Sunday, September 21, 2014

Lymphadenopathy: a misnomer

Medical nomenclature contains numerous examples of outdated, but widely used terminology.

The term "lymphadenopathy", meaning lymph node disease, is a case in point. In former times, lymph nodes (as they are known now) were known as lymph glands. It was believed that the lymph fluid circulating in the lymph vessels, was produced by the lymph nodes. Organs that produce chemicals that are circulated to other tissues are referred to as glands (e.g., endocrine glands, exocrine glands). Hence the term "lymph gland". A disease of the lymph gland was termed "lymphadenopathy" from lymph + adenos (Greek for gland) + pathei (Greek for disease).
Derivation of lymph fluid.
Source: National Cancer Institute, public domain

The term for a neoplasm of a lymph node was "lymphadenoma"

The term for inflammation of a lymph node was "lymphadenitis"

Nearly everything about lymph node pathology was saddled to the ill-conceived notion that a lymph node is a type of gland.

We now know that lymph is not produced by the glandular activity of lymph nodes. Lymph is interstitial fluid (i.e., fluid between tissue cells) that is absorbed into lymph vessels. Lymph fluid is somewhat milky because it contains white cells, sloughed from lymph nodes, but the fluid comes from tissue interstitium and its composition is akin to blood plasma.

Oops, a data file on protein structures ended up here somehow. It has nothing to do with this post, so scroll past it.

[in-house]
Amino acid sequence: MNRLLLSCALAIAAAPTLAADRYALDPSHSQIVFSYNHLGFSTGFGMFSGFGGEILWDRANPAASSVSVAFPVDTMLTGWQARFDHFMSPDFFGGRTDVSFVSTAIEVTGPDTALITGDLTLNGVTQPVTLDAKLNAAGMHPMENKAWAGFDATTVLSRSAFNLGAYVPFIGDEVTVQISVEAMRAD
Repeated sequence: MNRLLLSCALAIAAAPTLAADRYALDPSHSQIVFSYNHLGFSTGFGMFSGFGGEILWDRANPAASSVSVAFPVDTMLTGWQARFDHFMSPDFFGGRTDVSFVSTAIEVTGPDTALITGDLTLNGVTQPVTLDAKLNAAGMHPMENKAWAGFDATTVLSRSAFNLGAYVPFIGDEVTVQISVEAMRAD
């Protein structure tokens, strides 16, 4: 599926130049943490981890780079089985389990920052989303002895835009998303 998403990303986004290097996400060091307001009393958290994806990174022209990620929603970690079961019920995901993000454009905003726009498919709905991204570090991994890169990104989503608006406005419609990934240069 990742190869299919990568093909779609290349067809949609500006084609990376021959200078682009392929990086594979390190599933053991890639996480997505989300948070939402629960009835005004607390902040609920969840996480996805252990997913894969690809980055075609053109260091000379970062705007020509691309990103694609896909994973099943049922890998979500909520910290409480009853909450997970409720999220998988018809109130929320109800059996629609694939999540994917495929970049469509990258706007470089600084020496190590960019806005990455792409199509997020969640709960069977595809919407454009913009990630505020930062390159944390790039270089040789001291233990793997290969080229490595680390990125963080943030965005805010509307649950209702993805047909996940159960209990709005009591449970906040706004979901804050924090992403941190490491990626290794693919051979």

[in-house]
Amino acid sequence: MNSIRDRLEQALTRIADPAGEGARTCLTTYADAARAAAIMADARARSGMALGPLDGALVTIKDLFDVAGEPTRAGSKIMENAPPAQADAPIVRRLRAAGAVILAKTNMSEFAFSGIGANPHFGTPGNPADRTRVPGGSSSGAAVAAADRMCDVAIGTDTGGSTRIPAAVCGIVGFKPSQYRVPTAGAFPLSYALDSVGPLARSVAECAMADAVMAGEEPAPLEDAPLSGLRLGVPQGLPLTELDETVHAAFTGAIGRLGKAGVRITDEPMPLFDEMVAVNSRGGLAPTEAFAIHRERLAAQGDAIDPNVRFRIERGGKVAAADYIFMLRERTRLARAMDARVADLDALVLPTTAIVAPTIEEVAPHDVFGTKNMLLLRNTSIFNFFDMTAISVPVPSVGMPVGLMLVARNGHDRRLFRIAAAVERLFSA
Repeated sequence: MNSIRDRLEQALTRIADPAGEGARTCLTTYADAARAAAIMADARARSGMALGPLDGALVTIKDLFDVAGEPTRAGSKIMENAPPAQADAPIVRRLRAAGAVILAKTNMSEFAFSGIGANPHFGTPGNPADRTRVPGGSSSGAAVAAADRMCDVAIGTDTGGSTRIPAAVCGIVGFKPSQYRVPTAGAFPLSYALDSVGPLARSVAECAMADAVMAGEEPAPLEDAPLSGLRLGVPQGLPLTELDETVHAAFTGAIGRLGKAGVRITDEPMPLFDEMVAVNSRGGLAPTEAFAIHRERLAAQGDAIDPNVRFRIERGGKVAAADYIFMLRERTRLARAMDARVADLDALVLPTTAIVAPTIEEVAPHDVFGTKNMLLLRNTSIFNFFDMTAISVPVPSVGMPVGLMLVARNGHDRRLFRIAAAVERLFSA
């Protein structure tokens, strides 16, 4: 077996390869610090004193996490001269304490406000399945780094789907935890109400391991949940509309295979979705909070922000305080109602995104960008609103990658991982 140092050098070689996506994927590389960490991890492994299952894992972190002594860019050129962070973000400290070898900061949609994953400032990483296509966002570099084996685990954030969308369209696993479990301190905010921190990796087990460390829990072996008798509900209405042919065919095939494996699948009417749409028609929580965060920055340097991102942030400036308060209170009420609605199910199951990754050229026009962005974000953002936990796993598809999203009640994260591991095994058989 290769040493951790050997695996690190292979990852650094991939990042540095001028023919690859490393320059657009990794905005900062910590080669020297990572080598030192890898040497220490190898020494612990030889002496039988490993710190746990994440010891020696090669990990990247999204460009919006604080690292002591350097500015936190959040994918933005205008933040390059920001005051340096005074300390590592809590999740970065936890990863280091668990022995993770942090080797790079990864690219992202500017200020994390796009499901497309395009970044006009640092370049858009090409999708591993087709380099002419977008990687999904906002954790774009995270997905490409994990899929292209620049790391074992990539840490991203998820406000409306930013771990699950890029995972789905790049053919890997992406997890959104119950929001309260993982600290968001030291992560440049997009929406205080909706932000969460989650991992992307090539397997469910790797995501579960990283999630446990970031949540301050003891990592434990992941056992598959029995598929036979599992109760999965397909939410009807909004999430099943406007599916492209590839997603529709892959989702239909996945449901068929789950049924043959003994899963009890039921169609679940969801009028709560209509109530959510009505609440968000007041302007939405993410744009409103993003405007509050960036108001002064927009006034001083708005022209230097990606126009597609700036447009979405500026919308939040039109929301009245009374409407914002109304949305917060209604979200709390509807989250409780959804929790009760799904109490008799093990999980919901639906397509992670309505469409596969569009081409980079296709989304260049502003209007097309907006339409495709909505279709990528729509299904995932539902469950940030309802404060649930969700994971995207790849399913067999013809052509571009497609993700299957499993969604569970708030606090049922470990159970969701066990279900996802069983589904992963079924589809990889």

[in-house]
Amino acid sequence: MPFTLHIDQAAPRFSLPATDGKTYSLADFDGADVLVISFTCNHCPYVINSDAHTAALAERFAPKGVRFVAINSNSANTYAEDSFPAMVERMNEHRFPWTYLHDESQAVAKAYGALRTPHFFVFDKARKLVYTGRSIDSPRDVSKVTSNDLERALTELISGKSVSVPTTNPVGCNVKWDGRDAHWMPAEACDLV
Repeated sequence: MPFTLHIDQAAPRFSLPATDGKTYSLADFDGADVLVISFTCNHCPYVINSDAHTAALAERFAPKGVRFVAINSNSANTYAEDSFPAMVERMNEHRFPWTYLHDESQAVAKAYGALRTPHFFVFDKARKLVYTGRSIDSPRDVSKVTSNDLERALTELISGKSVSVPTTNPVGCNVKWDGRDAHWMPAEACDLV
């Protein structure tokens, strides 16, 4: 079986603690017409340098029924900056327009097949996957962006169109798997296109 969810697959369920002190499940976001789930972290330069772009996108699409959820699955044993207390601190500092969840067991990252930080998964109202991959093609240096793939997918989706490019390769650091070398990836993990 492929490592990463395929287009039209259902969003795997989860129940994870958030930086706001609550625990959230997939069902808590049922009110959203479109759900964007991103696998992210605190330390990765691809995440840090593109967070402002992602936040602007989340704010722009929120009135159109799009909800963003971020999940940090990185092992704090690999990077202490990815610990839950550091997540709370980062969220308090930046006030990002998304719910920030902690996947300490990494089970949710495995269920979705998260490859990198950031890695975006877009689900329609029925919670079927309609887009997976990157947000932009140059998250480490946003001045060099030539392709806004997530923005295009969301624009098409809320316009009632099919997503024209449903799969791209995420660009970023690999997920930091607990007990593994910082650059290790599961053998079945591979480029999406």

Modern pathologists have dropped the "adeno" in "lymphadenoma" and replaced it with the less confusing term, "lymphoma".

Regrettably, the terms "lymphadenopathy" and "lymphadenitis" persist into modern usage.

- Jules J. Berman, Ph.D., M.D. tags: lymph node, lymphoid, lymphedema, lymphatics, lymphatic vessels, common disease, orphan disease, orphan drugs, rare disease, subsets of disease, disease genetics, logophile, medical terminology, medical nomenclature, medical dictionary

In June, 2014, my book, entitled Rare Diseases and Orphan Drugs: Keys to Understanding and Treating the Common Diseases was published by Elsevier. The book builds the argument that our best chance of curing the common diseases will come from studying and curing the rare diseases.

I urge you to read more about my book. There's a generous preview of the book at the Google Books site. If you like the book, please request your librarian to purchase a copy of this book for your library or reading room.